How does Conspire map those relationships?

With your permission, our product analyzes patterns in your email to build a picture of your network, and then it combines that network with our understanding of millions of other relationships.  Conspire only looks at the headers of your emails, which are the To, From, CC, Subject and Date fields, never the bodies of your emails.   We currently support Gmail but this month we will be launching coverage for all email services.

The philosophy of what we do, which is to analyze communication patterns to understand how well people know each other, can be applied in many different ways.  For example, we will be applying it to Twitter in the future, and then other platforms over time.

Who should use Conspire?

The ability to intelligently access your network is applicable to a huge variety of users.  That said, in order to build a business your goal can’t be to provide a service for every person from day one.  So at least initially, we have focused on the people that we know best, which are people running startups and early stage tech companies.  We will expand to other types of users over time.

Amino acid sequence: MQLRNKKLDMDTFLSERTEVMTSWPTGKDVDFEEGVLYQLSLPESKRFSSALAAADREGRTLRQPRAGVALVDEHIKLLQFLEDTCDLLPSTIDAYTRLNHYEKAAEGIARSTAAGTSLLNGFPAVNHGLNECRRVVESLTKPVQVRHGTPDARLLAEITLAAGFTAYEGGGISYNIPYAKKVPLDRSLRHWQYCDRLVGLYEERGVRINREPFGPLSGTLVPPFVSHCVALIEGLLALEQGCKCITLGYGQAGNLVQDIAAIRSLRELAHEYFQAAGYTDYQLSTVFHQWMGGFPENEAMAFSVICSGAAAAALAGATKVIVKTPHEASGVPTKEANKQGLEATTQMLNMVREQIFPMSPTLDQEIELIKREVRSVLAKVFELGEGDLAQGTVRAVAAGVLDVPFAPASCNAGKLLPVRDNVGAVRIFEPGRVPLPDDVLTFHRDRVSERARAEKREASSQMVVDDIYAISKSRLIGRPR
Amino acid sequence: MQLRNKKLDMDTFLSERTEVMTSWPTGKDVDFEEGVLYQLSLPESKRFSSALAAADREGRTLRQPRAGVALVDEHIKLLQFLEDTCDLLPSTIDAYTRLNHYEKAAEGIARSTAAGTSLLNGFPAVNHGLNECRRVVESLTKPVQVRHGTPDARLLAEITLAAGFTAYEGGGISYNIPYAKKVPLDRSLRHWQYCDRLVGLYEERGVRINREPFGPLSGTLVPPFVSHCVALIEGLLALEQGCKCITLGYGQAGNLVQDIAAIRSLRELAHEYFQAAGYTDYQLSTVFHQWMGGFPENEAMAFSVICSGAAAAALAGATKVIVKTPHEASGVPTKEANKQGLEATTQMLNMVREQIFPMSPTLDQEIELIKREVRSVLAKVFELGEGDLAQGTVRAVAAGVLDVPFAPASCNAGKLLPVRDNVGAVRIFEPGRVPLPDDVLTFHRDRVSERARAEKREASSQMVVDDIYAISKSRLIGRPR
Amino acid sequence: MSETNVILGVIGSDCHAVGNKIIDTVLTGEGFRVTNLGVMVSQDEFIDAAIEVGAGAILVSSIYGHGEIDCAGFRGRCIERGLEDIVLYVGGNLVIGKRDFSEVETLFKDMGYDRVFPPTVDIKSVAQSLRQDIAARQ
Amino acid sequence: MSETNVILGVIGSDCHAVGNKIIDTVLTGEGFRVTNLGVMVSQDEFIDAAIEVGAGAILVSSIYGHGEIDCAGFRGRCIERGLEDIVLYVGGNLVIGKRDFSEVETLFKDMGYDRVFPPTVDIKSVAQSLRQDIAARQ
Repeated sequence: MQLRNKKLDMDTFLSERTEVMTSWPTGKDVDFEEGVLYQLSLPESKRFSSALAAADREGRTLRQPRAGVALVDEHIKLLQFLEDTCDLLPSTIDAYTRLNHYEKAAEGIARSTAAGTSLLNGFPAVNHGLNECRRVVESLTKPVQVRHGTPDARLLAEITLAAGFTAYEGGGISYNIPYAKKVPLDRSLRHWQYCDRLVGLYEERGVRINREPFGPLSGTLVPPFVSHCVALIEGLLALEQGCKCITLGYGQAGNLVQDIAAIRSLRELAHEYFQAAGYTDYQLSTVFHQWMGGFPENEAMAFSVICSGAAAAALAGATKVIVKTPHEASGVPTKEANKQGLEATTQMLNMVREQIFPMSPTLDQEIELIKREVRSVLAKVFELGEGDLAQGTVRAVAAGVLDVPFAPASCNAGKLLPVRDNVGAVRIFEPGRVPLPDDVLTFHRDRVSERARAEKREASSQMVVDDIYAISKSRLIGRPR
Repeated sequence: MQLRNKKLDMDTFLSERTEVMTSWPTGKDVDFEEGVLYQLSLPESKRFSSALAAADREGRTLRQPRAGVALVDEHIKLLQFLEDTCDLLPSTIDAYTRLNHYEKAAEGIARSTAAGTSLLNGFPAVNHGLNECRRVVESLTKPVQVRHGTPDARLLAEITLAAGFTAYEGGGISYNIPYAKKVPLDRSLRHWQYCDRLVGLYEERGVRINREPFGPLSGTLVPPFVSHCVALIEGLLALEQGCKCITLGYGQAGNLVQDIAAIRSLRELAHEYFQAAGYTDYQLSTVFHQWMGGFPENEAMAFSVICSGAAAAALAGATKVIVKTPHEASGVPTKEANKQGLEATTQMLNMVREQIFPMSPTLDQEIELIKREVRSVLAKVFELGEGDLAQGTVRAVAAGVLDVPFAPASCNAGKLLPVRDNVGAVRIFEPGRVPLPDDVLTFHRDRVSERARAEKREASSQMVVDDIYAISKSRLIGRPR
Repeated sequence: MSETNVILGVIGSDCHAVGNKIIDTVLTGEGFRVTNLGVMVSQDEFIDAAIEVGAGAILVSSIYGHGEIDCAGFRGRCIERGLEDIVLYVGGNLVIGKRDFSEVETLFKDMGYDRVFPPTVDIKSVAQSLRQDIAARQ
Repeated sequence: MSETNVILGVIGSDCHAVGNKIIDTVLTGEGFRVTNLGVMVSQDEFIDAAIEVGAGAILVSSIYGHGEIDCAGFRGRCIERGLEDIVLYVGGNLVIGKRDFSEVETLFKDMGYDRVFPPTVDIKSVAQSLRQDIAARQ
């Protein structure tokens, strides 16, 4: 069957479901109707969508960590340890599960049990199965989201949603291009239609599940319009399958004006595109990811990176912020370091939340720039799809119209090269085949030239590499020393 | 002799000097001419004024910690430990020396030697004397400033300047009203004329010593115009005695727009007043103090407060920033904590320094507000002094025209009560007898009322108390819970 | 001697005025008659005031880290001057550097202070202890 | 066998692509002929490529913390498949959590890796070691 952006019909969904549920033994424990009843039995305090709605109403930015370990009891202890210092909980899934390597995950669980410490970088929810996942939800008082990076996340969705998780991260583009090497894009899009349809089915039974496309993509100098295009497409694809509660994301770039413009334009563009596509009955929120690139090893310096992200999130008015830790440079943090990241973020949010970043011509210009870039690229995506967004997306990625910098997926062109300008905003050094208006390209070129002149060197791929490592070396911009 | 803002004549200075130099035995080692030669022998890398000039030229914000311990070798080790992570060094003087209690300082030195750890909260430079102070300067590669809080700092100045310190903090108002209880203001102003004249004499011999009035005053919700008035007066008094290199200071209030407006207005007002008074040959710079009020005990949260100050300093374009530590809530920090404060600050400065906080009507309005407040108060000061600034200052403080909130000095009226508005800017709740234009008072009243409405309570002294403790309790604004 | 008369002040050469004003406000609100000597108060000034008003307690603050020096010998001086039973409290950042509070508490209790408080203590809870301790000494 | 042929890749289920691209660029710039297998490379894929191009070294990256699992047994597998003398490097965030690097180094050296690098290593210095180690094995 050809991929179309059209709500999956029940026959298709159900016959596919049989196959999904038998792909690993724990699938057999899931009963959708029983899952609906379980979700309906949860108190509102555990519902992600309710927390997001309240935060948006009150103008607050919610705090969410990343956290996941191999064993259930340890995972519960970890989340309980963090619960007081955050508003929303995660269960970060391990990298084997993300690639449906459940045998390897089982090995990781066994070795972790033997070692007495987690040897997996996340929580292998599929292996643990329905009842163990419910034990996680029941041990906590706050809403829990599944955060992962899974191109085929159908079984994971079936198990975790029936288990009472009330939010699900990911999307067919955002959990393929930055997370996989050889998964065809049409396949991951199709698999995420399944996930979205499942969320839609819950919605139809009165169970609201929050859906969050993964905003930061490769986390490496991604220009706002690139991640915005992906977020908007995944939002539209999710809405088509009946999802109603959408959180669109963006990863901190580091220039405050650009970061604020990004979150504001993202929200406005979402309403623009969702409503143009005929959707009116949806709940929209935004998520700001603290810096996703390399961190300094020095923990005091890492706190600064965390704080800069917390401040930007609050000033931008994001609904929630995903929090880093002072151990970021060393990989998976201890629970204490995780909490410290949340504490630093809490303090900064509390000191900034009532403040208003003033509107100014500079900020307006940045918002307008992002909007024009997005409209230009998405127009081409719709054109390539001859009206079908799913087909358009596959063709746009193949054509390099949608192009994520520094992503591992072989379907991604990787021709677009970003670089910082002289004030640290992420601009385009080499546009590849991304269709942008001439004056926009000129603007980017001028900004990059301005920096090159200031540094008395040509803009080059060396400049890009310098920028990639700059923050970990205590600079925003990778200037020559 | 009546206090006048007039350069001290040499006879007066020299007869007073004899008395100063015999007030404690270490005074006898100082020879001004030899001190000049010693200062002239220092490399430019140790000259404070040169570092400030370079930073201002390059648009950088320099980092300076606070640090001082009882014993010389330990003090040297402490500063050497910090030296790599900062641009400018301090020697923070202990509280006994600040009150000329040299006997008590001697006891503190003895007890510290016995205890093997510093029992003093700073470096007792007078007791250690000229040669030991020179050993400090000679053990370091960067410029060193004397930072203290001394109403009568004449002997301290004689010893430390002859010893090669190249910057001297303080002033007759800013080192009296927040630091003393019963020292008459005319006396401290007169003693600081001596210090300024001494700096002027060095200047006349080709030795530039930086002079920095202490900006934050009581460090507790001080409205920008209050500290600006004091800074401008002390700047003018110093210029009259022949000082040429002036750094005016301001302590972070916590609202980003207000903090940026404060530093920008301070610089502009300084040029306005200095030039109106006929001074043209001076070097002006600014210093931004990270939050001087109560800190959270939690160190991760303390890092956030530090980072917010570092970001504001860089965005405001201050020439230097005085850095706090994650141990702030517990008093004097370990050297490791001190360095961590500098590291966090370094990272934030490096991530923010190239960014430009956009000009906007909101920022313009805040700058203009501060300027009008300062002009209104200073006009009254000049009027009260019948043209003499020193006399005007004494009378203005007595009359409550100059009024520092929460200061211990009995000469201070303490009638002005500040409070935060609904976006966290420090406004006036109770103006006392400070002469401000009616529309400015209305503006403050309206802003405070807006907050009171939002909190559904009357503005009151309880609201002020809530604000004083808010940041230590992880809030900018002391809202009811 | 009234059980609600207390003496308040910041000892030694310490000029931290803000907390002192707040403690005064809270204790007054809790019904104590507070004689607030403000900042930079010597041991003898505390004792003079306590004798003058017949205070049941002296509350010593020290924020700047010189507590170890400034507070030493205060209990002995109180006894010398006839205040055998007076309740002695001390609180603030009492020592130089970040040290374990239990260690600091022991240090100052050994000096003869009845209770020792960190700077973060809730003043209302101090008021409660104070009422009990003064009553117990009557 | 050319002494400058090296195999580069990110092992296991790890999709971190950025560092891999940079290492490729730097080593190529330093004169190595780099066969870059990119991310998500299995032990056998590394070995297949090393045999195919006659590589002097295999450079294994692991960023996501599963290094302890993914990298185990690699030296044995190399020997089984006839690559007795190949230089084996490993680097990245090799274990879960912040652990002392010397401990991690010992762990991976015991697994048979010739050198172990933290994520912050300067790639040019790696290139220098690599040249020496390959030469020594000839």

The use cases of the product so far what you’d expect: entrepreneurs hustling in different forms.  That includes pitching a product that no one has heard of, getting introductions to investors, reaching out to potential employees.  Conspire helps enormously with those relationship-centric tasks.  The most common use case is sales, and it allows our users to find a warm intro to a potential customer, rather than rely on a cold email.

How much does it cost?  Where can we find it?